On safety and missions

There are some pretty high-profile mommy-bloggers on a missions trip to Uganda right now – like BooMama and Rocks In My Dryer, along with several others in their team. I’ve been reading through their posts about their time on the mission field, and the comments people are leaving on their blogs.

I won’t go into the amazing things God is doing through them – you’ll have to go read about it yourself on their blogs, and I do encourage you to do so.  What struck me though – other than the awesome stories they share – is how many commenters insist on calling these men and women ‘brave’ and ‘courageous’ for what they’re doing (or in other words, for letting God do things through them). You can see Shanon’s take on it here, and then even after she admits that it doesn’t have a lot to do with courage, commenters continue to call her courageous and brave.

So what’s the problem with that? She left everything to go on a brief trip around the world, leave behind everything familiar, and entrust her children to be looked after while she was gone. That sounds courageous, doesn’t it? But let me ask you this. What’s really courageous about it? She’s facing her fears first of all. But that’s about it. And really, that just amounts to choosing to place her faith in Someone she can trust, rather than in worries and changing circumstances.

There’s a misconception that home is synonymous with safe, and Uganda (or Moldova or Bangladesh or anything else foreign) is synonymous with danger. After all, lions and tigers and bears – oh my! We’re afraid of what we don’t know, and that fear translates into an assumption of danger. But the fact is, safety is an illusion. There is nowhere our safety is guaranteed. There is nowhere we can feel sure of our safety. I could just as easily keel over from a brain aneurysm at home in front of my TV or get hit by a drunk driver and never make it home, as anyone else on the mission field could be overtaken by some unexpected tragedy. Safety is actually no more than God giving you one more breath to breathe. One more day to enjoy His creation. And He’s just as likely to provide it at home as He is somewhere else.  He is the same yesterday, today, and forever, and He is the same in the US, Uruguay, and Uganda.  Safety is an illusion we give ourselves in an effort to feel self-sufficient, independent. There’s less need for faith when we believe in an illusion of safety.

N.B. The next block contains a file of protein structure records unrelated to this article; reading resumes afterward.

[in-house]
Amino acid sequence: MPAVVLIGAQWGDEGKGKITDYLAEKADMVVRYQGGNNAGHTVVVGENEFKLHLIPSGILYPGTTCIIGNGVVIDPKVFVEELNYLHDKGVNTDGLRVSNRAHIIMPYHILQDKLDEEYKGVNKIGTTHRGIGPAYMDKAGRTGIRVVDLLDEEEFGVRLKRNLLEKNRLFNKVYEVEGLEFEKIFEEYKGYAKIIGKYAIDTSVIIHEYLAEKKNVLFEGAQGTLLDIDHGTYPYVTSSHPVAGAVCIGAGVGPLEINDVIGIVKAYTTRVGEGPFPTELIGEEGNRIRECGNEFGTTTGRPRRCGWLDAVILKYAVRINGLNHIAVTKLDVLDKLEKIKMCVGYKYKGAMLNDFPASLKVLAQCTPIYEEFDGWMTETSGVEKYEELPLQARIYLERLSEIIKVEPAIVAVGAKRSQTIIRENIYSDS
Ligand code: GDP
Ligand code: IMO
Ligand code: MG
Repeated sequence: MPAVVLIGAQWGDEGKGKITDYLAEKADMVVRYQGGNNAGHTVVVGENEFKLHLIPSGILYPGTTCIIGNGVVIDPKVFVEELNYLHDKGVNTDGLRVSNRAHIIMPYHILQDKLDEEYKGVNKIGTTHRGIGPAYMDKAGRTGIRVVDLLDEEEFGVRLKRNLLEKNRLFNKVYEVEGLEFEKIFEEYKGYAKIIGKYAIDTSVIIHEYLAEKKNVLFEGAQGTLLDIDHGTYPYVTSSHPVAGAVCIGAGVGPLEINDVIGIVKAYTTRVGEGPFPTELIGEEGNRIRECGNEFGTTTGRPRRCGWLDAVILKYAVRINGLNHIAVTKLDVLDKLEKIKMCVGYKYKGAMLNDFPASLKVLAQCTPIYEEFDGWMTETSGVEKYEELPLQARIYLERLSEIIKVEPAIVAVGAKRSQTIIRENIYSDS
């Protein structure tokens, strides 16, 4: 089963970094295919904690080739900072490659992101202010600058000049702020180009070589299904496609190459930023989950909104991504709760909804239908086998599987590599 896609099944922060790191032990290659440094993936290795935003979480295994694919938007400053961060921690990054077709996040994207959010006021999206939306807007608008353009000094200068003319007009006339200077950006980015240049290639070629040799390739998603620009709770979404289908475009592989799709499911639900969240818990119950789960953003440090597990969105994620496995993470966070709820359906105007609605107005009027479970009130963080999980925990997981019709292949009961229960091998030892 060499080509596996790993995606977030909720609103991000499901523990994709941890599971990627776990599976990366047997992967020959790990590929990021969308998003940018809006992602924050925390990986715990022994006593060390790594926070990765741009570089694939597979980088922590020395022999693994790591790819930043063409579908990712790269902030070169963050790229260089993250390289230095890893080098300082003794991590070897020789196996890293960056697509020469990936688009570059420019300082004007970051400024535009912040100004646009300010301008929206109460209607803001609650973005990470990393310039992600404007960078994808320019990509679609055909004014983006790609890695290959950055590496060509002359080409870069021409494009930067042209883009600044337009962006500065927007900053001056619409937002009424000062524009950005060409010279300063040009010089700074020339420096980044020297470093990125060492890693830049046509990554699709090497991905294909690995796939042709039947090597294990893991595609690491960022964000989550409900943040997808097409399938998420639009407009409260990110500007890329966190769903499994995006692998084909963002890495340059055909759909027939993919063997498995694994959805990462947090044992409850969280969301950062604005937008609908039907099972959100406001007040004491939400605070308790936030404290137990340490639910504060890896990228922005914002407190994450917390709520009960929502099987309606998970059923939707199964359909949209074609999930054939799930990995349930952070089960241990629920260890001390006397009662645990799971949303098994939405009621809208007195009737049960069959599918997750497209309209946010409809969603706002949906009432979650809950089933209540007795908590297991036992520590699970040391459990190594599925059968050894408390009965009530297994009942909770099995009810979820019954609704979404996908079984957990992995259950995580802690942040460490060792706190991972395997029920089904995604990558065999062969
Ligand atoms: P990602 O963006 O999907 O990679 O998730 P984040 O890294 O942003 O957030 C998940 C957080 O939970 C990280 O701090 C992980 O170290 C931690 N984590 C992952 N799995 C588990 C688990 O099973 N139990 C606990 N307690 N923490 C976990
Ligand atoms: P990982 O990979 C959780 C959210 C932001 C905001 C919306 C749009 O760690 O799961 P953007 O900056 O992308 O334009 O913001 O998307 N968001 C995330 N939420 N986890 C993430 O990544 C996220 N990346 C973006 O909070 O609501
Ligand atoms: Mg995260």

As for this team serving in Uganda, what they really have doesn’t have a lot to do with bravery or courage. It’s faith (or at least it seems that way from what they’ve been writing). They have faith that God will protect their families while they’re away. They have faith that God will keep their puddle-jumping airplanes in the air. They have faith that He will give them safety in the midst of vipers, unclean water supplies, and a host of other concerns. They have that faith because they know Him for who He is – the ultimate provider of their safety. The Creator of the heavens and the earth. The all-powerful, ever loving Healer, Sustainer, and Lord of all creation.

It irks me when people comment about the immense ‘courage’ of missionaries.  It’s not about courage. It’s about a conscious decision to place your faith in the One you know will not disappoint. It’s about choosing to have faith in the most Faithful One. And it’s about knowing that in all reality, He is sovereign, regardless of where you are.  After all, is anything too hard for the Lord?

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3 thoughts on “On safety and missions